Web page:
The North American Free Trade Agreement took effect on January 1, 1994.
NAFTA requires limits on the safety and inspection of meat sold in our grocery stores; new patent rules that raised medicine prices; constraints on your local government's ability to zone against sprawl or toxic industries; and elimination of preferences for spending your tax dollars on U.S.-made products or locally-grown food. In fact, calling NAFTA a "trade" agreement is misleading, NAFTA is really an investment agreement. Its core provisions grant foreign investors a remarkable set of new rights and privileges that promote relocation abroad of factories and jobs and the privatization and deregulation of essential services, such as water, energy and health care.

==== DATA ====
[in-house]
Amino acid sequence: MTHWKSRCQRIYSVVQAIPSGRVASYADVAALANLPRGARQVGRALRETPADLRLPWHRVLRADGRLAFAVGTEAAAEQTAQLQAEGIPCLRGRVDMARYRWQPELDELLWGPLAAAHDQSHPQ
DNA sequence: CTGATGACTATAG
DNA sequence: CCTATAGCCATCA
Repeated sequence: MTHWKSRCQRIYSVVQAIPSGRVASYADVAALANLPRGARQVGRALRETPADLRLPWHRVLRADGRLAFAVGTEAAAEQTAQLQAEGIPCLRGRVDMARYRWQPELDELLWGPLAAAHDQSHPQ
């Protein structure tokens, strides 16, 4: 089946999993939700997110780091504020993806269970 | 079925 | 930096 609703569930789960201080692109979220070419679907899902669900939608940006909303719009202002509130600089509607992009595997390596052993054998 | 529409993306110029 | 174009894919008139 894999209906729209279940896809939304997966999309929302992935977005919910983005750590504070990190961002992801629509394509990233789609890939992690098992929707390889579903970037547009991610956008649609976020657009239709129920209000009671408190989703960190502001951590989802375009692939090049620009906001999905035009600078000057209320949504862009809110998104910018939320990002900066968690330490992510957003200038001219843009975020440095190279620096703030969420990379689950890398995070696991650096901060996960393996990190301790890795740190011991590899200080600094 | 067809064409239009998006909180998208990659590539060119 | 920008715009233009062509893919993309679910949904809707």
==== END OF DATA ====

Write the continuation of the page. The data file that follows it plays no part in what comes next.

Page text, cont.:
Remarkably, many of NAFTA's most passionate boosters in Congress and among economists never read the agreement. They made their pie-in-the-sky promises of NAFTA benefits based on trade theory and ideological prejudice for anything with the term "free trade" attached to it.
Now, twenty years later, the time for conjecture and promises is over: the data are in and they clearly show the damage NAFTA has wrought for millions of people in the U.S., Mexico and Canada. Thankfully, the failed NAFTA model — a watered down version of which is also contained in the World Trade Organization (WTO) — is merely one among many options.
Throughout the world, people suffering with the consequences of this disastrous experiment are organizing to demand the better world we know is possible — but we face a race against time. The same interests who got us into NAFTA are pushing to expand it to include 31 more countries in Central and South America through the proposed Central American Free Trade Agreement (CAFTA) Peru was added in 2007; and there are NAFTA expansions with Panama and Colombia as well. The largest NAFTA expansion to date, the Trans-Pacific Partnership (TPP) is currently under negotiation.